The Eastwood Energy Center Industrial Park was established in 2008 with the purchase of 70 acres of farmland. Not counting the two most recent sales, six developments have taken place in the park totaling nearly 287,000 square feet of building construction and nearly $20 million in estimated market value, according to city documents. These six pay $533,000 annually in property taxes, including $141,000 to the City, and have created or maintained approximately 300 jobs.

Previous industrial parks dating back to the 1970s resulted in the development of over 170 acres and created over $57 million in market valuation.

The new approach

Mankato’s history of buying and selling land for job-creating development has been a successful one, and Vogel said the council may decide in the future to re-enter the land sector. industrial parks.

But the new strategy appears to be working just as well and avoids criticism of the government, through municipal industrial parks, competing with the private sector in land sales.

Halter, who worked as a planning and zoning administrator in southern Minnesota in the 1970s, found himself on the other side of the table when he and other family members inherited farmland of their parents.

Mankato could have tried to buy the land along Adams Street and create another industrial park. But these types of agreements have often created bitter feelings in other communities, according to Halter.

City staff and elected officials, who typically negotiate with farmers when trying to buy land for an industrial park, bid low to avoid public criticism that they are paying too much. The sellers, who are generally reluctant to part with land that has been in their family for generations, want a premium but fear they will be subject to eminent domain powers if they do not accept the city’s price.

The new approach, leaving land sales in the hands of the private sector but providing incentives for high-quality job-creating development, avoids such “collateral damage”, Halter said.

“Everyone is pulling in the same direction,” he said. “There is no animosity. Good common sense thinking.

With the two most recent sales to the Eastwood Energy Center, the only vacant lots remaining are where Kato Cable and EI Microcircuits have the option to purchase the land for possible future expansions of their operations. Under the options, the two companies maintain the plots and pay the property taxes.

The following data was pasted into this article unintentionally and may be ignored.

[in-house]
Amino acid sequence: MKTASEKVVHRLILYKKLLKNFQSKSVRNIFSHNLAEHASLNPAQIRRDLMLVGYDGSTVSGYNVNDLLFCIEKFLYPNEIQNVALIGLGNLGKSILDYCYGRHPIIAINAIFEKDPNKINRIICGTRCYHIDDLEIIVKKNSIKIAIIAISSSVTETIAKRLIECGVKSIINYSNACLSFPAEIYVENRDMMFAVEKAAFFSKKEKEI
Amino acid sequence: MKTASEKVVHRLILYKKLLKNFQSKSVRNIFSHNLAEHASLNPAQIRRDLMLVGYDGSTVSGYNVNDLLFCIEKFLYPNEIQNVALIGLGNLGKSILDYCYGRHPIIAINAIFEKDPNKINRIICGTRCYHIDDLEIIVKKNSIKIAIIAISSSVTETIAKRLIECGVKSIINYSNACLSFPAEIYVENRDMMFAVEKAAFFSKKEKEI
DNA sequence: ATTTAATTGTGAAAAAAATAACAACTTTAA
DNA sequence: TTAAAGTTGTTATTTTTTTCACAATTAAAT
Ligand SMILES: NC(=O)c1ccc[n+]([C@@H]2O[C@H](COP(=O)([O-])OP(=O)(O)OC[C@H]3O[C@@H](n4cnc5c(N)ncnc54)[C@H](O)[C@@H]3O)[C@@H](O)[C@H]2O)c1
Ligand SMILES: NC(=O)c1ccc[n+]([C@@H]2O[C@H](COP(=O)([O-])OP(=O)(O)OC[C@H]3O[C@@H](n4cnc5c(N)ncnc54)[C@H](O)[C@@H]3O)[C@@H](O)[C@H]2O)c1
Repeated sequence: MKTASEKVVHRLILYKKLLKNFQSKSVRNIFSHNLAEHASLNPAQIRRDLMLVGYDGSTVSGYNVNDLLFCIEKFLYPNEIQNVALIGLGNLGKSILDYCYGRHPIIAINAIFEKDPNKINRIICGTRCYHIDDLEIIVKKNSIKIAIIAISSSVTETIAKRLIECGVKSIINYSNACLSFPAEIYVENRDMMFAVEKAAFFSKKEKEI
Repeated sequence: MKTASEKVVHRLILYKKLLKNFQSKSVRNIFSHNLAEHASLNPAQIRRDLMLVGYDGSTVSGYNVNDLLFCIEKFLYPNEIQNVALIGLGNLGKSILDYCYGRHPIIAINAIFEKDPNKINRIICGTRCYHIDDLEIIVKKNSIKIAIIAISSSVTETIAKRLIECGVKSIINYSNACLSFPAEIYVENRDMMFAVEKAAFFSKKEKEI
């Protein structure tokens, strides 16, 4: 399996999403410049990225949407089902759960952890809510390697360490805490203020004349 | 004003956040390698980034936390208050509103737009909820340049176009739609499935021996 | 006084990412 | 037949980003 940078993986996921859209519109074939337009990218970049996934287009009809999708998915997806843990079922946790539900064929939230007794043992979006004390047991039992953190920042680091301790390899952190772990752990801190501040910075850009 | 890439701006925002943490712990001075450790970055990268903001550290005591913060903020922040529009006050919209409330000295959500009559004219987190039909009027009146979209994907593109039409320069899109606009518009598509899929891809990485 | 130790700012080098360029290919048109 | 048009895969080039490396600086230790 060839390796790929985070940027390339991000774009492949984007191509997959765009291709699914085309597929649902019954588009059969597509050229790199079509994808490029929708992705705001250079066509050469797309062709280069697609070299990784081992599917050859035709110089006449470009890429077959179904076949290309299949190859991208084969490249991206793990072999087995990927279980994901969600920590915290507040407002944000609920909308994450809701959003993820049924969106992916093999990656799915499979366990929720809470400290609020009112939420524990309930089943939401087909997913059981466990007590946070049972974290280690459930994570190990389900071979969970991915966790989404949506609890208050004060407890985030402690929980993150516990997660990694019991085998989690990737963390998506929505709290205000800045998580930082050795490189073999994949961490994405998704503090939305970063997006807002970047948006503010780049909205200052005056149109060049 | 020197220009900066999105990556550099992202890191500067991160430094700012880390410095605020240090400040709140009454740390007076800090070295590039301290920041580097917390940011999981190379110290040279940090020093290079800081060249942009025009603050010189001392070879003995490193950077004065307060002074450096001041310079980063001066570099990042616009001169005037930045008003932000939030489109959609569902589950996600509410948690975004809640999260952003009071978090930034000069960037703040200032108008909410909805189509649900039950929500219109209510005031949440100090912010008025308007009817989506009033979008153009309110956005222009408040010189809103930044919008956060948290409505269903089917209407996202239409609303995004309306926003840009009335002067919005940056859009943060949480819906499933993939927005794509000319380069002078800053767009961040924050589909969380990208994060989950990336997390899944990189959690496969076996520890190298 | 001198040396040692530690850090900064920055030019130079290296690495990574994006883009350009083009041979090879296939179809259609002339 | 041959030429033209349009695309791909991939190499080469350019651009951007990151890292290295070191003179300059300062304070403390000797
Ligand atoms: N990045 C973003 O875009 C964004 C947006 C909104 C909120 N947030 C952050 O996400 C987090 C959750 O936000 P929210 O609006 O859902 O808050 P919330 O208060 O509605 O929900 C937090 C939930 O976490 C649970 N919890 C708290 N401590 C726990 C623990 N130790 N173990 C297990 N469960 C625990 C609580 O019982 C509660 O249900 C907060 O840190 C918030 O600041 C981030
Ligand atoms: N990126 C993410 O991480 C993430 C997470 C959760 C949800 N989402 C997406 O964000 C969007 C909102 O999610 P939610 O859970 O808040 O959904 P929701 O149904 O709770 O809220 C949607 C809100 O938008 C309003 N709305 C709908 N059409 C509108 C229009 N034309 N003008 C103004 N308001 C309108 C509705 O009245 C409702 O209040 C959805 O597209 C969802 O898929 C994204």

Look forward

Vogel said the lack of city-owned industrial development opportunities leaves would-be companies hard-pressed to buy from landowners on Adams Street if they want to set up shop in Mankato. Other options are available.

A 2020 redevelopment plan opens up land along Highway 169, including the former, mostly vacant, 15-acre Year Around Cab complex in the southwest quadrant of the intersection of Highways 169 and 14 This year, the city will begin planning for the redevelopment of the old quarry across the Minnesota River.

“While the entire quarry redevelopment is unlikely to be targeted for industrial development, there is freeway frontage to the north of the Cleveland (Street) extension that could also be an attractive development,” said Vogel.

As spaces fill up, the city could look south to replicate the Adams Street model. The area surrounded by Highway 22, Blue Earth County Road 90, Monks Avenue, and 200th Street—over 1,000 acres approximately one mile south of the current city limits—is being considered for potential future growth.

“This may be an attractive area for additional industrial development, especially as you get closer to County Road 90,” Vogel told council at its last Economic Development Authority meeting.

The first step would be an “alternative urban area-wide assessment,” something that has already been done for the lands between Mankato and Eagle Lake. This involves the city working with county, state, and federal officials to identify development issues and concerns and determine what type of use would be appropriate in which areas.

Council member Karen Foreman questioned whether the city, with $800,000 in proceeds from final land sales in the Eastwood Energy Center, should seek to fund the purchase of land just south or l east of the city limits for the next industrial park.

Vogel said council could make that choice, but staff would recommend continuing to use the private sector-based approach that appears to be driving increased activity along Adams Street. He also noted that the EDA is allowed to use proceeds from previous land sales for priorities beyond job creation.

“I want to remind the EDA that these funds can be used for other purposes such as housing and promoting affordable housing,” he said.